“Sure,” one of the daughters replied.
“Stick the caramel dip in the one we’re taking inside,” I said.
“Okay, no problem,” she answered. Then she suggested, “Why don’t we take in a jar of Nutella to share? It’s great with apples.”
I gasped. “What? That’s our Nutella!” I replied in a panic. “We bought the caramel dip to share. The Nutella’s for us.”
We drove a short distance in silence, listening to the windshield wipers swipe, swipe, swipe. Finally, the eldest spoke up. “Isn’t that a little selfish? I mean, don’t you think we should share?”
The other one added, “We have two jars.”
“One for us, and one to share,” the third proposed.
I hate it when they’re right. “Yes, yes. You’re right. We should share.”
“Maybe they’ve never tasted Nutella before. Maybe we’ll introduce them to something new that they’ll love.”
“All right already. You’re right. We need to share the Nutella. I just hope they don’t eat the whole jar.”
Feeling morally superior—and rightly so—the eldest added, “It’s the right thing to do. Even if they eat it all.”
I sighed. She had me. “I know you’re right,” I said. But I wanted to be honest. I mean, they need to know that it’s hard for adults to do the right thing, too, don’t they? So I admitted, “It’s just that I want all the Nutella.” She grinned and placed a hand on my shoulder. “It’ll be fine, Mom. You’re doing the right thing.”
“I’ll carry it in,” offered the other. So we took in the jar of Nutella and the caramel dip and I explained to our hosts what Nutella was. They were curious but a little apprehensive (how can you be apprehensive about spreadable chocolate?). I urged them to sample it. When my girls heard me, they both looked up with wide eyes and encouraging smiles.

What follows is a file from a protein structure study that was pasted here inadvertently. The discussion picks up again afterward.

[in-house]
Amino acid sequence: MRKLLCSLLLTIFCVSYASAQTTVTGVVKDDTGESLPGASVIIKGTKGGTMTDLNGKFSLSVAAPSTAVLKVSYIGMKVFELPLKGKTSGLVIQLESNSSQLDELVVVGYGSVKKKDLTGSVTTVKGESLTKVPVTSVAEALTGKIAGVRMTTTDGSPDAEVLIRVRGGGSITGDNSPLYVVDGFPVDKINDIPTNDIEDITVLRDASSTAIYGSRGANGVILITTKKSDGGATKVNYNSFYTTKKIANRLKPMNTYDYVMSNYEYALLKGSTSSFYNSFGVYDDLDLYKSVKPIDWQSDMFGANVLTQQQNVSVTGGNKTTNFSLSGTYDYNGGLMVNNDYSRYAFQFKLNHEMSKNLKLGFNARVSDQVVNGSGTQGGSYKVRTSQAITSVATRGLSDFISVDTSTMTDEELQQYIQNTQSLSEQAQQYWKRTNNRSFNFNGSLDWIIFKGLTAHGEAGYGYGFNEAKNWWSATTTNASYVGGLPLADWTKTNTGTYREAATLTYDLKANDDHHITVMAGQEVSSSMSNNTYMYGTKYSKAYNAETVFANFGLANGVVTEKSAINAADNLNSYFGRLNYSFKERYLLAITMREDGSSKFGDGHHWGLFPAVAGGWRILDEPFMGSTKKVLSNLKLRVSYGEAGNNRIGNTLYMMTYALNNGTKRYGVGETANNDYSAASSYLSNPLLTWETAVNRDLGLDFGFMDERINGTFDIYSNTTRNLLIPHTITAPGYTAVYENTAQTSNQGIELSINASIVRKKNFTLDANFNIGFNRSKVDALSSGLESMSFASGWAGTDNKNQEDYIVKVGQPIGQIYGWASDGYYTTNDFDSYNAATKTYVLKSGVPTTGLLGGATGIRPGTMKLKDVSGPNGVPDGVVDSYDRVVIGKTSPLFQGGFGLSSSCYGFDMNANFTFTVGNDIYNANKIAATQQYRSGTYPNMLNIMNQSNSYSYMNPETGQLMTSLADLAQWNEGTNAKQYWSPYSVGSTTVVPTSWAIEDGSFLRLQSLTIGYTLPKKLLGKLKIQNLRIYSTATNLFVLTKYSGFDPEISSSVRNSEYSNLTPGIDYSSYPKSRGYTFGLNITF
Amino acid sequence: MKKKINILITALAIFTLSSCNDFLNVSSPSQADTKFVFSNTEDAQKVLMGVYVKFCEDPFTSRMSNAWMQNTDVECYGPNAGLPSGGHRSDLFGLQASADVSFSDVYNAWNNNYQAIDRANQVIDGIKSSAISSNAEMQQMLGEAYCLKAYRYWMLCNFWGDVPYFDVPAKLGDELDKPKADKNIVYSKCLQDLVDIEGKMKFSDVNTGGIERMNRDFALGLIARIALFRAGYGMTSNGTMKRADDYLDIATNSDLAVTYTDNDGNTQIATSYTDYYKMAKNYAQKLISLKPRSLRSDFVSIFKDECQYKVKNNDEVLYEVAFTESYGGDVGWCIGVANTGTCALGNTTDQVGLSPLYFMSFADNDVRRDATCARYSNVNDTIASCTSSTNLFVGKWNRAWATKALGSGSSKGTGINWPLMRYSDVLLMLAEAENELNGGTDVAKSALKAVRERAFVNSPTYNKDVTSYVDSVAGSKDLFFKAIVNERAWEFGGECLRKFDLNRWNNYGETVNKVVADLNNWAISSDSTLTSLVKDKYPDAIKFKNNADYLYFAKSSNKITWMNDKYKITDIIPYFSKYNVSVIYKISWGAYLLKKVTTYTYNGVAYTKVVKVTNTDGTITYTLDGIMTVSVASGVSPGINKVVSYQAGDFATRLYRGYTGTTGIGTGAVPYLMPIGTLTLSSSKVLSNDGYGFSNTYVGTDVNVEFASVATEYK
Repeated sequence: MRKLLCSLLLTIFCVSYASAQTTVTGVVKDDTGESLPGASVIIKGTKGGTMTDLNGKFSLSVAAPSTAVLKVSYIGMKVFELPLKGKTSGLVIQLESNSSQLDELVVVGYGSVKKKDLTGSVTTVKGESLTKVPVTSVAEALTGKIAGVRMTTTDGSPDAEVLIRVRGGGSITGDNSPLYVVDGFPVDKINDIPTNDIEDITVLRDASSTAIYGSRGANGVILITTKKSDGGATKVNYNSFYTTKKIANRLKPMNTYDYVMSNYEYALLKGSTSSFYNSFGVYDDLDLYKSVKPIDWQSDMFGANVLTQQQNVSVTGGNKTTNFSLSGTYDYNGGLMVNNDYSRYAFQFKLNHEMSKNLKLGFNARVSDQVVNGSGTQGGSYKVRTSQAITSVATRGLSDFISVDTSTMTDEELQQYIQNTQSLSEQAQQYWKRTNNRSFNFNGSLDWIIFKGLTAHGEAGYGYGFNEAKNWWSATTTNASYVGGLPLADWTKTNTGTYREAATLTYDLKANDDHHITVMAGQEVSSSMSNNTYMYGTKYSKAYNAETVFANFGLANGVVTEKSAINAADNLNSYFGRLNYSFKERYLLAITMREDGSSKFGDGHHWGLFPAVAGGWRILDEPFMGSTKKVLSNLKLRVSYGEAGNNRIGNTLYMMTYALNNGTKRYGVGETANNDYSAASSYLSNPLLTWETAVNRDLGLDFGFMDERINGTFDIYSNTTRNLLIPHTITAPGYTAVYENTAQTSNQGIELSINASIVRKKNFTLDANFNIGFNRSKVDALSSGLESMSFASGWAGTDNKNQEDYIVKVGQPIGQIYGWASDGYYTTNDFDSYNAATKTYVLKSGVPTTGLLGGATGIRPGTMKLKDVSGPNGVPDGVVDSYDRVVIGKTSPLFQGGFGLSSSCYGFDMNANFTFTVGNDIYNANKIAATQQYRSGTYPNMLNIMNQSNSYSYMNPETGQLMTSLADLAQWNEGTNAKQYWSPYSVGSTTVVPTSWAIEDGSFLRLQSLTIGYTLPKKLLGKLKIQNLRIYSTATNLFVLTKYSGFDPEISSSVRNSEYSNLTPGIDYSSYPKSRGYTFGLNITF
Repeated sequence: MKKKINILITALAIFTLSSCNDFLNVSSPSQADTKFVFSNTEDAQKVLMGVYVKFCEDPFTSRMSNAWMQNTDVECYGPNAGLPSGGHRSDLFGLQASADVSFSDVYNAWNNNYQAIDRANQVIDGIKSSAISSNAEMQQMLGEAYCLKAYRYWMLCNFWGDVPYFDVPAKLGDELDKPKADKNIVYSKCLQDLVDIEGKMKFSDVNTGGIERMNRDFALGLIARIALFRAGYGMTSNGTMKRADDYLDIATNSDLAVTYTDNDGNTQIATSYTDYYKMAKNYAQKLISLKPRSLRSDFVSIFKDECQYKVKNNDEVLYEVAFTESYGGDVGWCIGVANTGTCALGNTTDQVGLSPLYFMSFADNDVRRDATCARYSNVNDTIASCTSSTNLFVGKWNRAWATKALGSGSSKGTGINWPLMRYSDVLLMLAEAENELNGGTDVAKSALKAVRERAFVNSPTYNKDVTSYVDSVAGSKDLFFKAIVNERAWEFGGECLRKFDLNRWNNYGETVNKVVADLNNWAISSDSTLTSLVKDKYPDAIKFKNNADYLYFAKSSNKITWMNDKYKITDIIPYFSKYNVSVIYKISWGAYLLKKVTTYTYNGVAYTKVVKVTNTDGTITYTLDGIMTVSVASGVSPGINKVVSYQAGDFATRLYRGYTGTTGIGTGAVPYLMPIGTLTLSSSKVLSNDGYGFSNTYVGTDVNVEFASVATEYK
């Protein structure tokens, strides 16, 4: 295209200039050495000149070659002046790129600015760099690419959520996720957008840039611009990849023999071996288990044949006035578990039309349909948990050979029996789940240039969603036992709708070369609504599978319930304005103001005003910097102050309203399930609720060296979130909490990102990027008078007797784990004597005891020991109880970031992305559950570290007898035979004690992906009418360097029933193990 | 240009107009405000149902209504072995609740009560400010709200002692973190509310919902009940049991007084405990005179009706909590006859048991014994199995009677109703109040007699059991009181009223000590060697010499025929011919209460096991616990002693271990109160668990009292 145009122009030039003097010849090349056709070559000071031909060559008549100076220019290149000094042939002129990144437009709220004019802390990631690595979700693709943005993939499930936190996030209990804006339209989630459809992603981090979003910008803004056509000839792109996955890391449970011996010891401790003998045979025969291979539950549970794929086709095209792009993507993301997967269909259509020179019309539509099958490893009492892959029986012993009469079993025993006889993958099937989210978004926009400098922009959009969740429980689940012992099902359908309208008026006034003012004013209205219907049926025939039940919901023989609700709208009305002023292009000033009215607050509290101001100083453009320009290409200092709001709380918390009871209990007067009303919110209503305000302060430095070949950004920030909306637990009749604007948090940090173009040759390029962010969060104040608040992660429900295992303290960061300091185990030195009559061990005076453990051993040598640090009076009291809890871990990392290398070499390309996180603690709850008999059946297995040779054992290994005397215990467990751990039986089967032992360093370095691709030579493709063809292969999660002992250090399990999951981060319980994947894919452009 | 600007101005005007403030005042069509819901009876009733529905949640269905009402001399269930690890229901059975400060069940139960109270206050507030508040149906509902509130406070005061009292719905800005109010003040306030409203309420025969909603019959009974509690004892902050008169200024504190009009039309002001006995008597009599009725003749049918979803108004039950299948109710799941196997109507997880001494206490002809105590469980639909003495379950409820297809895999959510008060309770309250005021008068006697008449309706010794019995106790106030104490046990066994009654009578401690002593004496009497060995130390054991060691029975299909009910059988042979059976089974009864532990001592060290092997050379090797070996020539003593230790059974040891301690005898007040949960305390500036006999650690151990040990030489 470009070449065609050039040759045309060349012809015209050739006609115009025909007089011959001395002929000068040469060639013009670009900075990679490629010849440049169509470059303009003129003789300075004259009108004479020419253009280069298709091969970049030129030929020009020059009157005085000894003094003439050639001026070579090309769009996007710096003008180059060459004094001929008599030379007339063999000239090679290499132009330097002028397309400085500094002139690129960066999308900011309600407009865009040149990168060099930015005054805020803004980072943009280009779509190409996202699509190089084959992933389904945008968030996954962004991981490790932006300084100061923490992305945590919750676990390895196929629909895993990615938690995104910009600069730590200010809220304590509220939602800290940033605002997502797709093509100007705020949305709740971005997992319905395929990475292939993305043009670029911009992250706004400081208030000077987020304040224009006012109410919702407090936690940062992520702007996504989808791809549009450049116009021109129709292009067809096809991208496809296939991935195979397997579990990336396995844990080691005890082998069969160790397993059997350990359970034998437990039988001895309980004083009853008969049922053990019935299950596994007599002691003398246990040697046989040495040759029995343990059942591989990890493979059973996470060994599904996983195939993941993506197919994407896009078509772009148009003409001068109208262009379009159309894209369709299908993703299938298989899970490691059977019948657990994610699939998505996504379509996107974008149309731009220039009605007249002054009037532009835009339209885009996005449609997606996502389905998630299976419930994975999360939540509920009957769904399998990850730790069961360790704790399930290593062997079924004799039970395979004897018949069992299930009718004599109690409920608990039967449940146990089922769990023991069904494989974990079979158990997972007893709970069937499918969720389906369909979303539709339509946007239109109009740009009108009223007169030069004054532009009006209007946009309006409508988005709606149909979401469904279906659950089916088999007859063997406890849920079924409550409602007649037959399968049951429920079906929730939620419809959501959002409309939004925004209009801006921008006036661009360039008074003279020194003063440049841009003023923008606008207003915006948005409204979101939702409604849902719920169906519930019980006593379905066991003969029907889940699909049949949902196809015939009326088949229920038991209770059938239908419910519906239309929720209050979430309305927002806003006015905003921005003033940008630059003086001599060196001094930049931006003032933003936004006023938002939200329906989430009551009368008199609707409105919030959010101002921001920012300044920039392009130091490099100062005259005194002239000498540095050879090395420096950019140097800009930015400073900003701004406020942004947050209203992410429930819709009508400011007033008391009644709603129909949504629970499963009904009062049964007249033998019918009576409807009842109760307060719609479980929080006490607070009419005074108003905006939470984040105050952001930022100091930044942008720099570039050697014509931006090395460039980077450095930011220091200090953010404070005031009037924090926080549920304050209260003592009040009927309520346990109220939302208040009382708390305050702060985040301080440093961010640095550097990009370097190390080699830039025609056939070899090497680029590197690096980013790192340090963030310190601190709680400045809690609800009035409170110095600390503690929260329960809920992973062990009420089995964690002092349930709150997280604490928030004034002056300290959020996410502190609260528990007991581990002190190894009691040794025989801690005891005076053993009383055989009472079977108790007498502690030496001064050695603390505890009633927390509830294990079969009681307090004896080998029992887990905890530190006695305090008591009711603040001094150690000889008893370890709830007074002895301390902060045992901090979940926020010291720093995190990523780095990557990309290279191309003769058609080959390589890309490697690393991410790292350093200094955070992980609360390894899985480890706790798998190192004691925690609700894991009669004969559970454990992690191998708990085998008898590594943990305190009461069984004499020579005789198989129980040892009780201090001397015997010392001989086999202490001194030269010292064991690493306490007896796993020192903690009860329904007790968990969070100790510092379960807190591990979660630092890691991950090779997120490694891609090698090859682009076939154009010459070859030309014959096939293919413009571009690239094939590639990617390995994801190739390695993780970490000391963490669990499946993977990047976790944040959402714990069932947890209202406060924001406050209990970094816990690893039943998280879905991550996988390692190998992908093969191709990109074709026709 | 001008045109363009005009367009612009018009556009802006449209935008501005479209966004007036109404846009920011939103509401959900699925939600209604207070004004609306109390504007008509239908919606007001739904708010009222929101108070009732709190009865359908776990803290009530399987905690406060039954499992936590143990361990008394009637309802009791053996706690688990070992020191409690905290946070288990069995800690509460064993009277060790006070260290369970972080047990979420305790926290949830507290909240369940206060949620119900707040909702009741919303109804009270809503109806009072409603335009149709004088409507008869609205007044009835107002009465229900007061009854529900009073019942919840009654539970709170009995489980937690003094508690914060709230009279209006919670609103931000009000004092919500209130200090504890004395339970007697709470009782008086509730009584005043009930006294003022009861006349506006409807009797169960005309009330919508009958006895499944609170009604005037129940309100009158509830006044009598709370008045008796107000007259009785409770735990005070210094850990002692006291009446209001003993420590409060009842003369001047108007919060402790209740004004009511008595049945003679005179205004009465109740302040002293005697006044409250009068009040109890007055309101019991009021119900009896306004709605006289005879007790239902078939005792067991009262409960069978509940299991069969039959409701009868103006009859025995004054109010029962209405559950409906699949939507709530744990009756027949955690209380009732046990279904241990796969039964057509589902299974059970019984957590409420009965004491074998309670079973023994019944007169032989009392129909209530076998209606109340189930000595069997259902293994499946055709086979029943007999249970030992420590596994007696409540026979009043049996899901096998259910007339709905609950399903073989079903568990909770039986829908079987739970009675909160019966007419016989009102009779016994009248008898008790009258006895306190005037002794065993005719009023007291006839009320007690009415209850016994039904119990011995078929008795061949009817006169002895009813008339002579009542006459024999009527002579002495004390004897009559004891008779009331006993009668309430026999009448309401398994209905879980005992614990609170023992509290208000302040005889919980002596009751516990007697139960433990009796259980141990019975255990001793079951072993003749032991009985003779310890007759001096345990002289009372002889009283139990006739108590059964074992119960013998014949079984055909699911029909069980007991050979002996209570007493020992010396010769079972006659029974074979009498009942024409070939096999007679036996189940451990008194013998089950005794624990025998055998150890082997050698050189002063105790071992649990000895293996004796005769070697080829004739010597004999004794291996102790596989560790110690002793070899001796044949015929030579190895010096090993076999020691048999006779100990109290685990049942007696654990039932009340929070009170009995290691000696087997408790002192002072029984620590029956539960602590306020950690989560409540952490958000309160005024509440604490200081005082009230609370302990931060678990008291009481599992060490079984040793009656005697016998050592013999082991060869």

“Oh, that’s nice,” said the mom. “Kids you should try this chocolate dip that Mrs. Kroeker brought.” The kids hesitated. “It’s chocolate! Try it!”Even though my girls were piling it on, the other kids all took the tiniest little smidgen onto their apple slices, as if they were being asked to sample spinach dip or an eggplant spread. They quickly return to the familiar caramel dip.
I was shocked.
When we packed up to leave, I can’t remember if I offered to leave the jar or not—I hope I did, because that would have been the right thing to do. But I did somehow end up with it back in my stuff and on its way to my cupboard…and onto my slices of French bread.
My daughter was right, though. When you’re given two jars of Nutella, you should be willing to share. Or, what was it Jesus said? If someone wants your jar of Nutella, let him have it and the other jar you hid under your tunic, as well? Something like that.
I am, however, certain that He said, “Give to the one who asks you, and do not turn away from the one who wants to borrow from you.”
Even if it’s Nutella.
Doggone it. Following Jesus can be such a sacrifice sometimes.
You really ought to try Nutella sometime. Top shelf. Next to the Goober.
Or, if you come over, I’ll share. I promise.